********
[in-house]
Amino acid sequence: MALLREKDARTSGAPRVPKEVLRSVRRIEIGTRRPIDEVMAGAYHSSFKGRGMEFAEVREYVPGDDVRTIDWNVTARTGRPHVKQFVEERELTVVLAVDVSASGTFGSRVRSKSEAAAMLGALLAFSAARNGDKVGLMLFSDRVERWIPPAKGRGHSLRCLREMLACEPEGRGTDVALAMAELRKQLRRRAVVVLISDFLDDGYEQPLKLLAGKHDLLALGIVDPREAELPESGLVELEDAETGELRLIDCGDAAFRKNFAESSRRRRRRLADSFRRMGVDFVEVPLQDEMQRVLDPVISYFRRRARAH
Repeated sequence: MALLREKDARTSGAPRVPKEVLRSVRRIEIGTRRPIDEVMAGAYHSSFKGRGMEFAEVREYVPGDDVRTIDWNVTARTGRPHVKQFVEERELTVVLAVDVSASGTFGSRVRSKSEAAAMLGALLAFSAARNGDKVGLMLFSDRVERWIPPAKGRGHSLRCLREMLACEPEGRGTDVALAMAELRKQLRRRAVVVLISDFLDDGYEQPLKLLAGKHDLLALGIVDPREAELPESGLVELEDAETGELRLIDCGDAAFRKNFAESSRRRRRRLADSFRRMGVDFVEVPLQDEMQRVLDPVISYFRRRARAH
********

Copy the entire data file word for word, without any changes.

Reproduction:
[in-house]
Amino acid sequence: MALLREKDARTSGAPRVPKEVLRSVRRIEIGTRRPIDEVMAGAYHSSFKGRGMEFAEVREYVPGDDVRTIDWNVTARTGRPHVKQFVEERELTVVLAVDVSASGTFGSRVRSKSEAAAMLGALLAFSAARNGDKVGLMLFSDRVERWIPPAKGRGHSLRCLREMLACEPEGRGTDVALAMAELRKQLRRRAVVVLISDFLDDGYEQPLKLLAGKHDLLALGIVDPREAELPESGLVELEDAETGELRLIDCGDAAFRKNFAESSRRRRRRLADSFRRMGVDFVEVPLQDEMQRVLDPVISYFRRRARAH
Repeated sequence: MALLREKDARTSGAPRVPKEVLRSVRRIEIGTRRPIDEVMAGAYHSSFKGRGMEFAEVREYVPGDDVRTIDWNVTARTGRPHVKQFVEERELTVVLAVDVSASGTFGSRVRSKSEAAAMLGALLAFSAARNGDKVGLMLFSDRVERWIPPAKGRGHSLRCLREMLACEPEGRGTDVALAMAELRKQLRRRAVVVLISDFLDDGYEQPLKLLAGKHDLLALGIVDPREAELPESGLVELEDAETGELRLIDCGDAAFRKNFAESSRRRRRRLADSFRRMGVDFVEVPLQDEMQRVLDPVISYFRRRARAH